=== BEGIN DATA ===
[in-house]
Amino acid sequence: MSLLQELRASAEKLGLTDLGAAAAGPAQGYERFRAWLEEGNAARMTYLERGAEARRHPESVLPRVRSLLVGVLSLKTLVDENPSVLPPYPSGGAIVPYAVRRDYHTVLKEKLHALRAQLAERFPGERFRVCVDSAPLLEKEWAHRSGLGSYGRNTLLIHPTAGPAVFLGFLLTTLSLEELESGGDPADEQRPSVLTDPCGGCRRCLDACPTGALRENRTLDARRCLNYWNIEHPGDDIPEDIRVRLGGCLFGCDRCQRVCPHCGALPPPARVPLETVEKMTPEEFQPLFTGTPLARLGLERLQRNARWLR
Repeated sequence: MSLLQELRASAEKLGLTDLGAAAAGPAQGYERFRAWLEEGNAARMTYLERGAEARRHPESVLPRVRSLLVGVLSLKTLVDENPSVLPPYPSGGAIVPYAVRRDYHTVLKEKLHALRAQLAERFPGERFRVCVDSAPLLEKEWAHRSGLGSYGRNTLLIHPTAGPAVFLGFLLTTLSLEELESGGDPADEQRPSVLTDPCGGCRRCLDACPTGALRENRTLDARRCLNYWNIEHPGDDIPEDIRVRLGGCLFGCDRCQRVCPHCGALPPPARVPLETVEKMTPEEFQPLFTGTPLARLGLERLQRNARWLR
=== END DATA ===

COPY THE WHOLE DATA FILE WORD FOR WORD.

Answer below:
[in-house]
Amino acid sequence: MSLLQELRASAEKLGLTDLGAAAAGPAQGYERFRAWLEEGNAARMTYLERGAEARRHPESVLPRVRSLLVGVLSLKTLVDENPSVLPPYPSGGAIVPYAVRRDYHTVLKEKLHALRAQLAERFPGERFRVCVDSAPLLEKEWAHRSGLGSYGRNTLLIHPTAGPAVFLGFLLTTLSLEELESGGDPADEQRPSVLTDPCGGCRRCLDACPTGALRENRTLDARRCLNYWNIEHPGDDIPEDIRVRLGGCLFGCDRCQRVCPHCGALPPPARVPLETVEKMTPEEFQPLFTGTPLARLGLERLQRNARWLR
Repeated sequence: MSLLQELRASAEKLGLTDLGAAAAGPAQGYERFRAWLEEGNAARMTYLERGAEARRHPESVLPRVRSLLVGVLSLKTLVDENPSVLPPYPSGGAIVPYAVRRDYHTVLKEKLHALRAQLAERFPGERFRVCVDSAPLLEKEWAHRSGLGSYGRNTLLIHPTAGPAVFLGFLLTTLSLEELESGGDPADEQRPSVLTDPCGGCRRCLDACPTGALRENRTLDARRCLNYWNIEHPGDDIPEDIRVRLGGCLFGCDRCQRVCPHCGALPPPARVPLETVEKMTPEEFQPLFTGTPLARLGLERLQRNARWLR